In this position, you will be an integral member of dynamic research teams in the department of Operations Research and Financial Engineering (ORFE) supporting faculty-directed research focused on the development of accelerated numerical computations and open-source software packages for cutting-edge computational research. You will make fundamental software contributions to multiple faculty-directed research projects in areas like real-time embedded optimization, energy grid reliability quantification, optimization problems in the social sciences, machine learning for banking applications, and large-scale tensor computations. As a Senior RSE, you will also mentor and provide technical leadership to the Research Software Engineering team, as well as teach advanced computational techniques to raise the computational capability of the team. You’ll also have the opportunity to co-author scholarly publications.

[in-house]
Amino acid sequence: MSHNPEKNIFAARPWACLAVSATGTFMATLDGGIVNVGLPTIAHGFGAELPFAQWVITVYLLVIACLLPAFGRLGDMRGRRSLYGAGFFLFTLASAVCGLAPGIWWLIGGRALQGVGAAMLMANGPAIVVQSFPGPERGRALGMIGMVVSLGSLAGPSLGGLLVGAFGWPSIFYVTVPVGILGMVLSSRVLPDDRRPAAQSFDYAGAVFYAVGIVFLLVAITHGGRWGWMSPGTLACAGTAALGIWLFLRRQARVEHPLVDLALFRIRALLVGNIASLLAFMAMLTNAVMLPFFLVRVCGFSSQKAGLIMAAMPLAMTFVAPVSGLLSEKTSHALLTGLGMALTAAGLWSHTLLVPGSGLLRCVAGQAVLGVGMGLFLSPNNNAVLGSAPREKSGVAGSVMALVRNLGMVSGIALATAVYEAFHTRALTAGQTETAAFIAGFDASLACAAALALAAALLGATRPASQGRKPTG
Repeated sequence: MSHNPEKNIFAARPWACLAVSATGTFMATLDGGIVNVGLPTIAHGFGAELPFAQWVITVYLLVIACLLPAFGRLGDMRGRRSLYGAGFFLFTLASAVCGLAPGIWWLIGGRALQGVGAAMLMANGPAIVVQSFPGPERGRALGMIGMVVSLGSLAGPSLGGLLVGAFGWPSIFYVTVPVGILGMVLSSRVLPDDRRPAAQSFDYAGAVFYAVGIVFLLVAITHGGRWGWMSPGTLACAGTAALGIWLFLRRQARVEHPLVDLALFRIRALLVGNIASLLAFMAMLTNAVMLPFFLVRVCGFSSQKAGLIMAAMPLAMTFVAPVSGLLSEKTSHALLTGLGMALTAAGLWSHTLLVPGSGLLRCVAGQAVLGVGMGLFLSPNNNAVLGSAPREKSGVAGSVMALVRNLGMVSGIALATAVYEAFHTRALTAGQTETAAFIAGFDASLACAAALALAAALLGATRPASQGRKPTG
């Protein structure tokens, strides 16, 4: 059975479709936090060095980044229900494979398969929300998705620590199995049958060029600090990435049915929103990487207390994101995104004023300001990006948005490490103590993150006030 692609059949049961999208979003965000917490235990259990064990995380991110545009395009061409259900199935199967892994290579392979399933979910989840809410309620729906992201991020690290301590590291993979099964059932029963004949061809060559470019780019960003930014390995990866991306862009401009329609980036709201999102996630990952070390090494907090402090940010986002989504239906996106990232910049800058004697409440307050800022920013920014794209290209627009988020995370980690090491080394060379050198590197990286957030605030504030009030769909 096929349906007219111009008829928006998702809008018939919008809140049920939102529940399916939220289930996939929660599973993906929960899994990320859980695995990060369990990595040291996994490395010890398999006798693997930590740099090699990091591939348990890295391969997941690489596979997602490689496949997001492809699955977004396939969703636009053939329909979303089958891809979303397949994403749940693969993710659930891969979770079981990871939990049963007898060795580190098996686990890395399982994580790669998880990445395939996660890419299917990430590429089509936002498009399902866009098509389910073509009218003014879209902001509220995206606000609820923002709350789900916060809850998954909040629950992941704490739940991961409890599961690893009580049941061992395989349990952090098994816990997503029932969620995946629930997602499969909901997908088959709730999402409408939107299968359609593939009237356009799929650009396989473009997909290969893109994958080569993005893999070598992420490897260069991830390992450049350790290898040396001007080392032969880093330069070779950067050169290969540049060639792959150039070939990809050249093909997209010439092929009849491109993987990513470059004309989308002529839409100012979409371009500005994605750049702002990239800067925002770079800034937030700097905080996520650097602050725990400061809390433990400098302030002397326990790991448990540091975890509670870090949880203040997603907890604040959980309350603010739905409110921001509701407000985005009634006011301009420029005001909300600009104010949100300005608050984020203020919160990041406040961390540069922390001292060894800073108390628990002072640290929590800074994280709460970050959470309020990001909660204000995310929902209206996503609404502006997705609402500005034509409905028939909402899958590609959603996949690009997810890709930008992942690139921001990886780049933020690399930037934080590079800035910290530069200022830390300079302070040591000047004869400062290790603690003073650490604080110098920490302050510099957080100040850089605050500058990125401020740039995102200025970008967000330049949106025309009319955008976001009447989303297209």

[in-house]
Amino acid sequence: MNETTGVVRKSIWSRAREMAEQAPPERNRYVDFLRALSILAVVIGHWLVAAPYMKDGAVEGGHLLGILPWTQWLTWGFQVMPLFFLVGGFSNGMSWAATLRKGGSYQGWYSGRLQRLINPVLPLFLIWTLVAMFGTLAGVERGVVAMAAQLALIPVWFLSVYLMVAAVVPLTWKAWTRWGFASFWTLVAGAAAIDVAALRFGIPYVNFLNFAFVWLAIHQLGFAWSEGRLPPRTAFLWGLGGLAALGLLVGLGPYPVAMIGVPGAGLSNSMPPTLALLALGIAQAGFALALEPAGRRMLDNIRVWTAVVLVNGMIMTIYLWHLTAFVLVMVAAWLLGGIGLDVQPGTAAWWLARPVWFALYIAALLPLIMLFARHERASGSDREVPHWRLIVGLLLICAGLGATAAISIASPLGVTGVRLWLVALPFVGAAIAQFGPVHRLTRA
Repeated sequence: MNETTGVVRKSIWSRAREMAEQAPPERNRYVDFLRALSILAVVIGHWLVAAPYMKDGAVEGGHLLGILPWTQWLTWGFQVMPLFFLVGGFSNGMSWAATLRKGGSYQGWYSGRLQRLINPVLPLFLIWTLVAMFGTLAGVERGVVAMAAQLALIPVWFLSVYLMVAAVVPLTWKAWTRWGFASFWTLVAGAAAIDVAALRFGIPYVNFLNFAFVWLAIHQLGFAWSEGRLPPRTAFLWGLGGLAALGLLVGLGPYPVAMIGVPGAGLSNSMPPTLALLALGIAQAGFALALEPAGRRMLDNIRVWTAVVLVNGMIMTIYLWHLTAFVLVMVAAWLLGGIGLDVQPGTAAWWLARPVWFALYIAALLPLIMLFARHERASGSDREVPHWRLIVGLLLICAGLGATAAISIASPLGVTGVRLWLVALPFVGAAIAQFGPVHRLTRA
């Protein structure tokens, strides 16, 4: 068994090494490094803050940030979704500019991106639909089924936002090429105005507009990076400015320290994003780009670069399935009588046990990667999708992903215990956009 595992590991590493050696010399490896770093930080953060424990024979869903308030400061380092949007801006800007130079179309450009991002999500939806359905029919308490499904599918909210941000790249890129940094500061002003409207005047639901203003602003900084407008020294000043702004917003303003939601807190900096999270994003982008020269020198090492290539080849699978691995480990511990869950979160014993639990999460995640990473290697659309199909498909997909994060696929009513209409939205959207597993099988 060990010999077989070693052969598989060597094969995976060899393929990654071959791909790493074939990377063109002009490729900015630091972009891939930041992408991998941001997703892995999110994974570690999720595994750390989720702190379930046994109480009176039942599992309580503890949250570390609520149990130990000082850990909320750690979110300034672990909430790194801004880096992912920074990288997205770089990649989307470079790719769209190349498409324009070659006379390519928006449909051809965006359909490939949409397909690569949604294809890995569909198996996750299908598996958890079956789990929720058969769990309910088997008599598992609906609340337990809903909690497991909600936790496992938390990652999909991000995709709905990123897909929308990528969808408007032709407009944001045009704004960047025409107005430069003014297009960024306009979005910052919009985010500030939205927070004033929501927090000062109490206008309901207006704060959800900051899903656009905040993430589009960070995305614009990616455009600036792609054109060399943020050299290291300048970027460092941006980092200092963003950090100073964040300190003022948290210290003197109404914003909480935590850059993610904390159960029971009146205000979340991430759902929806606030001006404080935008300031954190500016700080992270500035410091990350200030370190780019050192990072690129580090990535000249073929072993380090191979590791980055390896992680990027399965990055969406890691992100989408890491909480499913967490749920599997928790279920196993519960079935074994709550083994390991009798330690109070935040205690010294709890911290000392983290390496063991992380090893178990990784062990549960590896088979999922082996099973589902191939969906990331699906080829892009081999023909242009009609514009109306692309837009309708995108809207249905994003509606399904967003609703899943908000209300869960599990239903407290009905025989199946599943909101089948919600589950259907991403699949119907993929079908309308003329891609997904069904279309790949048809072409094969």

Lead Computational Biology Specialist - Northwestern University, Evanston IL USA
As a Lead Computational Biology Specialist, you will lead and run the services and initiatives to support genomics and -omics research by partnering with teammates, Northwestern researchers, stakeholders, and peers in other institutions. You will onboard and support researchers to run genomics pipelines on the Northwestern Genomics Compute Cluster and assist in managing their data. You will regularly communicate with stakeholders and collaborate with them in expanding services and resources for genomics researchers. As an integral member of Research Computing Services, you will help faculty and students build computing- and data-related skills by leading workshops and through consultation.
Manager, Information System Security, Citizen Lab - University of Toronto, Toronto ON CA